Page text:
When I was a younger man I regularly watched Johnny Carson on the Tonight Show. Then, one day, a new show came on after Carson…Late Night with David Letterman. I watched it a few times…it was sort of weird, and the host was a gap-toothed former weatherman from Indiana with a very skewed, strange sense of humor, an acerbic manner, and a very low tolerance for self-important celebrities and BS, which was a very new (and seemingly counter-intuitive) concept for a talk show host.
He did strange things, like drop stuff off of buildings, run over stuff with steamrollers, and he put on a Velcro suit (and used a trampoline to launch himself up and stick to a wall), a suit of suet (and went into an enclosure and let birds feed off of him), and a suit of Alka Seltzer (and was lowered into a tank of water). He did segments from the perspective of his dog Bob, and he strapped cameras to monkeys and let them run loose in the studio. He had the show’s writers and crew members, who were obviously not polished performers, participate in skits and segments with varying (but almost always funny) results. He had weird recurring segments that only became funny after several repetitions, like “Camping with Barry White”, where the R&B legend would be onstage in a mocked-up campsite, and Dave would join him and get sage outdoor advice. It was weird, it was funny, and it was un-Carson-like.
And I found that I began watching Letterman more regularly than Carson. It eventually became obvious that Johnny was winding down, only hosting a few times a week, and although he was one of the greatest talk show hosts of all time, you could tell he had hit the wall and was just going through the motions. Meanwhile Dave was getting funnier, smoother (for Dave), and more creative. It looked like a shoe-in for Dave to take over the Tonight Show, as he was the natural heir to the late-night throne.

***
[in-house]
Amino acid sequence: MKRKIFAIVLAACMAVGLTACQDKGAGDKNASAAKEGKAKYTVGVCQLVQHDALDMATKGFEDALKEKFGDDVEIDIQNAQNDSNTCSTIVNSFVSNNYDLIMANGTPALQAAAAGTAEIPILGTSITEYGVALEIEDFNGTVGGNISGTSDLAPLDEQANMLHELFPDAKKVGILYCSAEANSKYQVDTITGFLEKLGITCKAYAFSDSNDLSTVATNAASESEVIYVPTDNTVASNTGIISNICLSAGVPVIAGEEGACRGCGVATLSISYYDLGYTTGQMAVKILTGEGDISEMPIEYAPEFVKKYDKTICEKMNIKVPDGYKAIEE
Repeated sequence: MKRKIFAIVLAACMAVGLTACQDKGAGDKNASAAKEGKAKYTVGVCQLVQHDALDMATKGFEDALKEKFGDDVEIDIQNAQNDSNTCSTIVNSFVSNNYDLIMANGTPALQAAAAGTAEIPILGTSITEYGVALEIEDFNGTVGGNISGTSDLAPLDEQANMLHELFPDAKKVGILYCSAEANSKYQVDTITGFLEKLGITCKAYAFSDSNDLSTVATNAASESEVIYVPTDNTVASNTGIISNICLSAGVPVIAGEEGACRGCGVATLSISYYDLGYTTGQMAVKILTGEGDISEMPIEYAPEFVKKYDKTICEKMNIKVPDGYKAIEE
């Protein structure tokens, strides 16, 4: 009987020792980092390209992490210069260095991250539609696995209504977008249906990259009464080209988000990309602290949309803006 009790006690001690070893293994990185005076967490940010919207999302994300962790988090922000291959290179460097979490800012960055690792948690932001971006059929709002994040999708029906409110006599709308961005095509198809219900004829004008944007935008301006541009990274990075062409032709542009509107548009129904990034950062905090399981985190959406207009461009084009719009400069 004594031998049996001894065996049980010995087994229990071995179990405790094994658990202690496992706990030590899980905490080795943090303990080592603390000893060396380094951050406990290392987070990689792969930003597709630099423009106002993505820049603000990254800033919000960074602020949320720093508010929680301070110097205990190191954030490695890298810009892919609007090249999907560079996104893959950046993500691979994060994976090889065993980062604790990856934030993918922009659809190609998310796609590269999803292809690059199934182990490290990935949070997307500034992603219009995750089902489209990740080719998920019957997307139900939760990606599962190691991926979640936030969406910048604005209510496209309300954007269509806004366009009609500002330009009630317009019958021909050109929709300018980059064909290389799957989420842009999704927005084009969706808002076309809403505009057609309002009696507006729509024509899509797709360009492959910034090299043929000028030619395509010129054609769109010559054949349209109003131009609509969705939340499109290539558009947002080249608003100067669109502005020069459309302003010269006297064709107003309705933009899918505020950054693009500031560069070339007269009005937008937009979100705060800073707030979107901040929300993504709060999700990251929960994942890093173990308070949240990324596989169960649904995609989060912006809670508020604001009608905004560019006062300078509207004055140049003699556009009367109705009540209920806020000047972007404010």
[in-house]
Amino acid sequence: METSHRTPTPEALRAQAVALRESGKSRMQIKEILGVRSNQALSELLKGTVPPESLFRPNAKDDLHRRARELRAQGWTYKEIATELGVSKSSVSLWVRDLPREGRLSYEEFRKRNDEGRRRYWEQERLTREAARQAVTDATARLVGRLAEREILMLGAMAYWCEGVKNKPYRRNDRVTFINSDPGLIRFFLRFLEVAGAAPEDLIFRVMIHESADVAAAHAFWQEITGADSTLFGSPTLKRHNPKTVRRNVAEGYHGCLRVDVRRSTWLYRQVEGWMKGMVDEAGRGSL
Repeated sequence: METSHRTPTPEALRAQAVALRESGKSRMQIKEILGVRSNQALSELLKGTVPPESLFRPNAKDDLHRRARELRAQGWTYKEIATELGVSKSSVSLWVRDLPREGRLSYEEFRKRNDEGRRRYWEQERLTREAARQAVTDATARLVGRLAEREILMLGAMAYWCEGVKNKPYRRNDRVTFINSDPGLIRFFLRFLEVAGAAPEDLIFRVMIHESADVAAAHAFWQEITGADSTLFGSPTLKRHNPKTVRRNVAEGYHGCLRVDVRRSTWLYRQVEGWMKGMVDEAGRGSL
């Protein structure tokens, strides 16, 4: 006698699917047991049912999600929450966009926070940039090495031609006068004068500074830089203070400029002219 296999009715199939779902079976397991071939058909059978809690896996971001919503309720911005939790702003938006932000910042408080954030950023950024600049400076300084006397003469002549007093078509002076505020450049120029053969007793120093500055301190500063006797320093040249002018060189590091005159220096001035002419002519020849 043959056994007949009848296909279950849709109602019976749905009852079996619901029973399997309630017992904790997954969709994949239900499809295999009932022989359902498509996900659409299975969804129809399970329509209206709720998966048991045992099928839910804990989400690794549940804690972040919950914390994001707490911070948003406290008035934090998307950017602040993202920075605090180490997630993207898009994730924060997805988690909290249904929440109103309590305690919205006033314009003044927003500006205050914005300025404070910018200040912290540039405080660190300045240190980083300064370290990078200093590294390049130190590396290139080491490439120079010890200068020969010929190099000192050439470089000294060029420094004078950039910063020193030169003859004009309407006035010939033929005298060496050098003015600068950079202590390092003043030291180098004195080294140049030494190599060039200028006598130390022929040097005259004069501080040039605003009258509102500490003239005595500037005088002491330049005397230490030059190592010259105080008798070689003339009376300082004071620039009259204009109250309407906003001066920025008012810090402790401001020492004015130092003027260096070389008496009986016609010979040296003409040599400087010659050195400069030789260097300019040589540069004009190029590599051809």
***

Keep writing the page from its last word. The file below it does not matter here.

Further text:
Changing of the Guard
At this point Jay Leno had been installed as Johnny’s permanent guest host, and his ratings were good. Jay was (and is) one of the great stand-up comedians, and he seems like one of the few genuinely nice people in show business. When Johnny finally announced his retirement, NBC was faced with a decision — Jay or Dave. As we all know, they picked Jay, so then Dave moved to CBS to go head-to-head with Jay. I followed Dave over to CBS, but I also would check out Jay from time to time, since I was a fan of his stand-up comedy.
And what I found was that Jay usually had a strong opening monologue, and it was usually longer than Dave’s, and often funnier, in a “stand-up comedy” sense. However, Dave’s monologues were usually wittier and more sublime/absurd, as opposed to punchline/rimshot funny. And for me, ultimately, Dave’s sensibilities stood the test of time and also held my attention and my interest. Jay’s monologues feel like they would be more accessible to sporadic viewers or (and I don’t mean this as an insult) those who just want to have a couple of laughs before bedtime, but don’t really want to have to think too much, or track details over time, or feel they aren’t “in” on the humor because they aren’t regular viewers.